10. The defence of the accused was one of total denial. They contended that the prosecution witnesses, namely Malleshayya Yellappa and Prabhakar Raghoba were themselves hand in glove with a gang of coke pilferers and having either disposed of the commodity themselves or having helped others in disposing of the same they have thought it fit to involve the present accused.
11. The prosecution evidence at no stage suggested that more than two persons were having knives in their hands. On the other hand, each of the prosecution witnesses, whose evidence is relevant on this aspect of the case, is unequivocal and specific that only two accused had knives in their hands and those two accused were accused Nos. 1 and 2. It is thus clear that though charged accused No. 3 could not have, by any stretch of imagination, been convicted of the offence punishable under S. 397 of the Penal Code. Now we proceed to notice the findings given by the learned Sessions Judge in paras 62 and 63 of his judgment. He held that the prosecution has proved against all the accused the first charge of having committed the offence punishable under S. 392 read with S. 34 of the Penal Code. It was held that the second charge was not proved. The learned Sessions Judge held that accused No. 1 was guilty of the offence punishable under S. 397 read with S. 392 of the Penal Code. He also held that the fourth and fifth charges framed by him against accused Nos. 2 and 3 respectively were also proved and, therefore, accused Nos. 2 and 3 were guilty of the offence punishable under S. 397 read with S. 392 read with S. 34 of the Penal Code.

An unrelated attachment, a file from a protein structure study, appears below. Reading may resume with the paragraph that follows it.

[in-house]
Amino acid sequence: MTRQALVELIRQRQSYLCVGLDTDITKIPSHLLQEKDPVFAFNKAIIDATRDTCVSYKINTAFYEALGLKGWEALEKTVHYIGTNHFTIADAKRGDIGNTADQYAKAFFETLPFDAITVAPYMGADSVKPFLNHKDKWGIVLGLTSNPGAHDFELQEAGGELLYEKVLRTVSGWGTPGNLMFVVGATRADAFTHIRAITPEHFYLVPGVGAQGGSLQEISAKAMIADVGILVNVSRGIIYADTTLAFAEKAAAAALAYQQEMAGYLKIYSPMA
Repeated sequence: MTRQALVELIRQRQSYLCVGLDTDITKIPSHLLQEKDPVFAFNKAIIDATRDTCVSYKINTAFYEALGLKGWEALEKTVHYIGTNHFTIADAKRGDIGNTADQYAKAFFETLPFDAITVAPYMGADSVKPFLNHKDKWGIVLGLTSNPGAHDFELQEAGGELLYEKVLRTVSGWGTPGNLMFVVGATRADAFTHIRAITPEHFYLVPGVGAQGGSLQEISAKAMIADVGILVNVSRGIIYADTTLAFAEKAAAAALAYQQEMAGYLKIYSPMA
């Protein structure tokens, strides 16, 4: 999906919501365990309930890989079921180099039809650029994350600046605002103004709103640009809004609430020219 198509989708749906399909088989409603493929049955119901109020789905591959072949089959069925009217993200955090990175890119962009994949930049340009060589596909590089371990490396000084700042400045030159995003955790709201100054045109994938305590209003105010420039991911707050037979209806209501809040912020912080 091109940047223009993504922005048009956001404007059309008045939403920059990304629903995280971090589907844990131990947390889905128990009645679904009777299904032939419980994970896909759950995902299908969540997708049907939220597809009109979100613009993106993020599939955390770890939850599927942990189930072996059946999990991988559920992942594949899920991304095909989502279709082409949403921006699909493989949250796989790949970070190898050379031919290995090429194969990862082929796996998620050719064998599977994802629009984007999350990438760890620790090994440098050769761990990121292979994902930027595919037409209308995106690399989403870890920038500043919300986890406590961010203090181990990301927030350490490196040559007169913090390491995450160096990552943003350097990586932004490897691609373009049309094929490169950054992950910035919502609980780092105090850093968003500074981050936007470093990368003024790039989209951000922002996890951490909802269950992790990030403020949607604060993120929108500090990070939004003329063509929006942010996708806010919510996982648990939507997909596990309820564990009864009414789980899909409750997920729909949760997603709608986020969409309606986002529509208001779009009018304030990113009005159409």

12. On the question of sentence, the learned Sessions Judge awarded to accused No. 1 seven years' rigorous imprisonment for the offence under S. 397 of the Penal Code. This was natural, as the learned Sessions Judge himself has said in para 65 of his judgment, because the minimum sentence provided for the said offence is seven years and the learned Sessions Judge was 'not inclined to grant him even a day more.' But, for the same offence the learned Sessions Judge has awarded a sentence of three years' rigorous imprisonment to accused Nos. 2 and 3. This is wholly incomprehensible. If the learned Sessions Judge understood the law correctly, as he did understand as can be seen from the contents of para 65, that the minimum sentence for the offence under S. 397 of the Penal Code is seven years, then we do not see how he could proceed to give for the same offence less than the minimum sentence, namely three years, to accused Nos. 2 and 3. He accepted the submissions as mentioned in para 66 of the judgment that accused Nos. 2 and 3 have no previous convictions on record. But S. 397 does not make any distinction between persons who have got previous convictions and persons who have no previous convictions. If it is held that accused Nos. 2 and 3 committed the offence in question, there was no reason at all why they should have been awarded a sentence less than the minimum prescribed for the said offence. But, as we have already said, the conviction itself against accused No. 3 for the offence punishable under S. 397 of the Penal Code was, both in fact and in law, wrong. This is not the only infirmity in the said judgment which, as we will show presently, is no judgment at all in the properly understood meaning of that term.